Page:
My players are starting in a shipwreck. I might have them be shanghai'd and taken to Returned Abeir (Laerakond) as slaves then maybe have them take jobs to earn their freedom. Keeping in mind that there will be ways for them to gain their freedom that does not include working for the "bad guys". Then I think I might introduce them to a group who is not happy to be ruled by dragons, or the worshippers of the dawn titans, etc.

thanks for the ideas on how to slowly set it up. It's still really good info to adapt!
 

ninjayeti

Adventurer
Sounds like you have some cool ideas.

First, focus on the next adventure rather than trying to map out the whole campaign in advance. Doing a ton of planning in advance is unnecessary, and stories often go in unexpected directions, so it can be counterproductive. Sounds like your PC's start stranded at sea - how do they survive and return to land? Wash up on a mysterious island? Captured by sahuagin? Rescued by sea elves? You can run this adventure perfectly well even if you have no idea what the next step is.

Second, if you know what the bad guys are doing, you can figure out how the PC's intersect with that. Sounds like the bad guys stole some tinker guild plans. The PC's have a motivation to recover the plans and lead on the thieves. How do they find them and what happens when they do?

Third, a linear structure, where each adventure provides a hook to the next one, is fairly easy and can work well for a campaign like this. Each adventure has 1) a hook that gets resolved (the stolen tinker plans); 2) some information on the overall plot (the thieves were not simple pirates, but members of a demonic cult); and 3) a hook to the next adventure (the the cultists have a captive gnome artificer, who built the device from the plans; the artificer and device were taken to a new location).

Finally, don't try to stretch things out too far. You don't need to map out a years-long adventure path that takes the PC's to level 20. Build in as many or as few adventures into the arc as make sense and cap it with a satisfying finale before the players start to lose their enthusiasm for the story.

If all else fails, an episodic campaign is a great option. Writing one adventure is easier (and less intimidating) than writing a longer arc, and is probably the best option for newer DMs. Once you have a few successful (or even no-so-successful) episodic adventures under your belt you will have a lot more skill and confidence to tackle a more ambitious projects.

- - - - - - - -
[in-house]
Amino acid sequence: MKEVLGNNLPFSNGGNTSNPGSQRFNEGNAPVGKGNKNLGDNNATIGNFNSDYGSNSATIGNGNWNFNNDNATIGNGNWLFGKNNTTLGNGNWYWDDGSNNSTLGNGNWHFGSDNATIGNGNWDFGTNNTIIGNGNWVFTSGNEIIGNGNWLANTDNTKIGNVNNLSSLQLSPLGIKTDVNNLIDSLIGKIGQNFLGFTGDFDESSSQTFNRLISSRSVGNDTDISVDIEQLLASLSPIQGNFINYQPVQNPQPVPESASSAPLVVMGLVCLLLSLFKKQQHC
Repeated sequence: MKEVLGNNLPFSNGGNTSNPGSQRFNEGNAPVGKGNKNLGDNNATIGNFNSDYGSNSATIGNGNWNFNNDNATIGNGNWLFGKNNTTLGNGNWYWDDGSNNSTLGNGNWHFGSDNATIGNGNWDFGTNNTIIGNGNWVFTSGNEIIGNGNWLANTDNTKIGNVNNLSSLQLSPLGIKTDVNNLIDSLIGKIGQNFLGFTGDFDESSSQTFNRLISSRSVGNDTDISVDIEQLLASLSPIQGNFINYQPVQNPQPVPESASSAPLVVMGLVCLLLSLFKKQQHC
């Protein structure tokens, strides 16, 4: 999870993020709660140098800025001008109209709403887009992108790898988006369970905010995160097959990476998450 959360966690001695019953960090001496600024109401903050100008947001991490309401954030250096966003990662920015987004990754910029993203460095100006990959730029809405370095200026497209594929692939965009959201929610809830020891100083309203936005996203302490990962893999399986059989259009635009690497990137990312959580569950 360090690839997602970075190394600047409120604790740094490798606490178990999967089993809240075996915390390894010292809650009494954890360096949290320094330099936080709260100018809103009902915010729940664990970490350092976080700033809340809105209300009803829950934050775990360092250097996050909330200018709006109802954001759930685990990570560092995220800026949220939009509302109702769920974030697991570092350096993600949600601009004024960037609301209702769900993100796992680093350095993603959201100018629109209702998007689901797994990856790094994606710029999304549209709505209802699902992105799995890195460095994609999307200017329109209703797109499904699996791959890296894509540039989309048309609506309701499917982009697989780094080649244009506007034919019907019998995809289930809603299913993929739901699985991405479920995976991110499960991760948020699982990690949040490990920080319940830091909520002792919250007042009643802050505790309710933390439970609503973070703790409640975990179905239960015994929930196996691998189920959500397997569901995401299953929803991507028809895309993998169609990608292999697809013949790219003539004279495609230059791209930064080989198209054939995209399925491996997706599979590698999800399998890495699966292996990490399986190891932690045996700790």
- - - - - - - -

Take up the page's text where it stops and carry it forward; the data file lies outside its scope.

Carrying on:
Dausuul

Legend
IME, the most important thing is not to try too hard to control the game. You can play off the players' ideas. If they seem interested in something, that can be your hook for the next adventure (even if it wasn't what you had in mind). Get them engaged and they'll do a lot of the work for you.

And I second the suggestion to keep to a more episodic approach; it's a lesson I am finally learning after repeatedly burning myself out on epic campaigns. We start out with visions of "The Lord of the Rings," but D&D is really better suited to "Conan the Barbarian"--short stories full of action, larger-than-life heroes, and fangorious monsters.
 




Great advice so far. If you can afford it, pickup Dragon Heist. (Don't run the module as written though.) Its a great resource for things in Waterdeep. Lots of locations and a bunch of personalities that are pretty focal for the city. You can use the Cassalantar story parts for your demon cult, or at least the Waterdeep part of your campaign.

Don't read Dragon Heist front to back. Skim it, get the overview. Then take a look at Dragon Heist Remix – Part 1: The Villains (and the rest of the series) as it shows you one way you can take the content from DH and re-use it for a better and more complex (but not complicated) campaign.

Then, again if you have the money, you can take a look at Princes of the Apocalypse, as that takes place to the east in the Dessarin Valley. Again, use it as a resource for maps and key NPCs, but put your own plot to it.
 

fendermallot

Explorer
Great advice so far. If you can afford it, pickup Dragon Heist. (Don't run the module as written though.) Its a great resource for things in Waterdeep. Lots of locations and a bunch of personalities that are pretty focal for the city. You can use the Cassalantar story parts for your demon cult, or at least the Waterdeep part of your campaign.

Don't read Dragon Heist front to back. Skim it, get the overview. Then take a look at Dragon Heist Remix – Part 1: The Villains (and the rest of the series) as it shows you one way you can take the content from DH and re-use it for a better and more complex (but not complicated) campaign.